Mexican American Cultural Center, Black Box Theater
Thurs. April 28th 4:00 PM
A Latina screenwriter, in the current US film industry, is rare. Maybe not as rare as it was 20 years ago, but most of the films at the theater don’t have many Latina filmmakers in the credits. It remains the case that the business does not offer Latinas many of the same opportunities that men making action or thriller films seem to get. Join Writers Guild of America, West (WGAW) member Trina Calderon as she discusses her work on the film Down for Life (Dir. Alan Jacobs), for which she was hired to develop a script based on a true story of gang life and death in South Central Los Angeles. Down for Life is Trina’s first screenplay to be produced, and she considers herself lucky that she was able to write a Latina story.
For more information visit: www.cinelasamericas.org
OPENING AND CLOSING NIGHT FILMS ANNOUNCED, FREE SCREENINGS AT THE MACC
The 14th Cine Las Americas International Film Festival runs April 21-28, 2011. This year’s lineup includes over 100 films, of which 62 are feature films and include many World, North American and Regional Premieres, both independent and bigger budget films from all over the world including Mexico, Colombia, Argentina, Brazil, Cuba, Spain, Portugal.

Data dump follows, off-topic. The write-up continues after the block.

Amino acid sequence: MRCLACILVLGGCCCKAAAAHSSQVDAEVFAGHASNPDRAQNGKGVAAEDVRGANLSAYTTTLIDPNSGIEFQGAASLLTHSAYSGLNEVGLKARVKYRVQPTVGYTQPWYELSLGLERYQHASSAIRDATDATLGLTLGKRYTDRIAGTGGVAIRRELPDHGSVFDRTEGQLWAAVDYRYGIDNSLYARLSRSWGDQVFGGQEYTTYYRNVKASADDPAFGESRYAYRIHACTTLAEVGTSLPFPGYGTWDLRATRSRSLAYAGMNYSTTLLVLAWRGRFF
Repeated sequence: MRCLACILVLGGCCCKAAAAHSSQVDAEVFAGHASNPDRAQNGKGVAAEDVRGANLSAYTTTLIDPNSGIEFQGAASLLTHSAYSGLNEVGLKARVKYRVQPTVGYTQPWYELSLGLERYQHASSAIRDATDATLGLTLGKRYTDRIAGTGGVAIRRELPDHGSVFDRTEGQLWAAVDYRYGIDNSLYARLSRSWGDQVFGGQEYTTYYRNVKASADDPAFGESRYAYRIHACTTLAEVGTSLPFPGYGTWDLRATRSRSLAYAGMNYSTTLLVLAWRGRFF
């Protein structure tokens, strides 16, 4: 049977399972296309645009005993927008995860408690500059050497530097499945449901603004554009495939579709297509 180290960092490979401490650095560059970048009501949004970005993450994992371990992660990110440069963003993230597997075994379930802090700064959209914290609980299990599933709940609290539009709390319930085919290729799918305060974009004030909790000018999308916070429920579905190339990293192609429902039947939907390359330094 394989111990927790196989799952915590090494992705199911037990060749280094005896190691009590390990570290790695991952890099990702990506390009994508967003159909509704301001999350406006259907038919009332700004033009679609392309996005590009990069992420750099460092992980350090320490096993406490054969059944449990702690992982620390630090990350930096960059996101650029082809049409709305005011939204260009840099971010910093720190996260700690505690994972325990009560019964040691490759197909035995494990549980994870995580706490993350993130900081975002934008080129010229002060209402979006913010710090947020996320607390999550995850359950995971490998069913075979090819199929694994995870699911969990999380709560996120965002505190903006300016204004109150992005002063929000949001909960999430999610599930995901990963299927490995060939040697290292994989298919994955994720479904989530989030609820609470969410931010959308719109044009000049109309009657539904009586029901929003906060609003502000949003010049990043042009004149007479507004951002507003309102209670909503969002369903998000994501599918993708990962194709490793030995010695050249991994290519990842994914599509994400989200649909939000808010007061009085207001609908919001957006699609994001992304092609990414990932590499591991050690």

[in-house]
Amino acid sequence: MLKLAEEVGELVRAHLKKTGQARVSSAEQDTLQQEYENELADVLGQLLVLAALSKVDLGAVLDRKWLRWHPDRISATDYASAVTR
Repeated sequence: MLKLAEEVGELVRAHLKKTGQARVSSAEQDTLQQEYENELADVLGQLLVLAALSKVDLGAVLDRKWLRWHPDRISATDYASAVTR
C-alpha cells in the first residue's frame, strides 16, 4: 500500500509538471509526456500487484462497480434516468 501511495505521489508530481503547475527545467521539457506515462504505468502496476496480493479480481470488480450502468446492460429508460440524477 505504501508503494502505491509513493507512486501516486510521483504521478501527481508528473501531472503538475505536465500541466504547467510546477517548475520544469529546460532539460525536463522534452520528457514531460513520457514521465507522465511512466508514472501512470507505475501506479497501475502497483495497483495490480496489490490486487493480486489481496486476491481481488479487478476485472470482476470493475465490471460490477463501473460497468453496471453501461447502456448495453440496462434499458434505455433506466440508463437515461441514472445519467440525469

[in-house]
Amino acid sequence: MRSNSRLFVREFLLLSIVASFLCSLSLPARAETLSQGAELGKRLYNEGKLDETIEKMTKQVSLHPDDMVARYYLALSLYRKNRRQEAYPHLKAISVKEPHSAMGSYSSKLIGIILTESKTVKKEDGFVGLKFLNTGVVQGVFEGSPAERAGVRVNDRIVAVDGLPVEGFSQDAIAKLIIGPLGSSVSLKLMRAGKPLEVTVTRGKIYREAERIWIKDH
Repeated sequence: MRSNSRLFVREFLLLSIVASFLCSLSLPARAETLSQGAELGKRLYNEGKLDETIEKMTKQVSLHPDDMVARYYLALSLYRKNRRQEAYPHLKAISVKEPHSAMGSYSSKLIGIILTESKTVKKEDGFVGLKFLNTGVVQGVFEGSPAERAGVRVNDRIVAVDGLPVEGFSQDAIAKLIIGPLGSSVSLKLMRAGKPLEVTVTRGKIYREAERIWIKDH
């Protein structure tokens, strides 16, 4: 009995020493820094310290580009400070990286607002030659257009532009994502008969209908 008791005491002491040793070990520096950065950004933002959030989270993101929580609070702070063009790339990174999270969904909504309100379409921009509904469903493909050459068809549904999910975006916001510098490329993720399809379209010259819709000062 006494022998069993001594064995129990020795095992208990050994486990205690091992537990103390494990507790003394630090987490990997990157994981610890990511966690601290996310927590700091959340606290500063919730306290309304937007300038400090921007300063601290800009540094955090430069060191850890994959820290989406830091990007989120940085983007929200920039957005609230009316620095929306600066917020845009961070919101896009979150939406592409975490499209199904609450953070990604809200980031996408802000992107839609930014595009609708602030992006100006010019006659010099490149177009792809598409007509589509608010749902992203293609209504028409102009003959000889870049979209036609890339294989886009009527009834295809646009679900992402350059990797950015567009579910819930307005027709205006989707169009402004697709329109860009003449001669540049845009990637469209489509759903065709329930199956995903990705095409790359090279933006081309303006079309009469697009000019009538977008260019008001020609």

Julio Hernandez Cordon’s Marimbas del Infierno (Marimbas from Hell) will open the fest at 7pm on Thursday, April 21 at the Alamo Drafthouse South Lamar in Austin. Produced in Guatemala, this film boldly explores the boundaries of fiction and documentary. Closing the festival is Matias Bize’s La Vida de los Peces (Life of Fish) at 9:45 pm on Thursday, April 28 also at the Alamo Drafthouse South Lamar. The film was Chile’s foreign-language Oscar submission in 2011 and features actors Santiago Cabrera and Blanca Lewin.
Marimbas del Infierno (Marimbas from Hell) is a comical documentary following three unlikely characters from Guatemala city as they attempt to fuse improbable music styles, marimba and heavy metal. La Vida de los Peces (Life of Fish) is a Chilean drama that follows the life of Andrés, a 30ish travel writer based in Berlin who returns home to Chile for a reunion that could change Andrés’ life forever.
In addition to a full lineup at the Alamo Drafthouse South Lamar, Cine Las Americas will be showcasing many free screenings at the Emma S. Barrientos Mexican American Cultural Center (MACC) as well as providing the local austin community with the opportunity to attend free Master Classes with industry professionals.
To view full lineup, please visit: www.cinelasamericas.org.
“IMPUNITY: What kind of war for Colombia?” is an award-winning documentary by José Lozano and Hollman Morris
Thursday, April 21, 2011
Studio 4D, room 4.122 at CMB building (KLRU/KUT building)
Free and Open to the public.
Screening of the new, award-winning documentary, followed by discussion with Hollman Morris.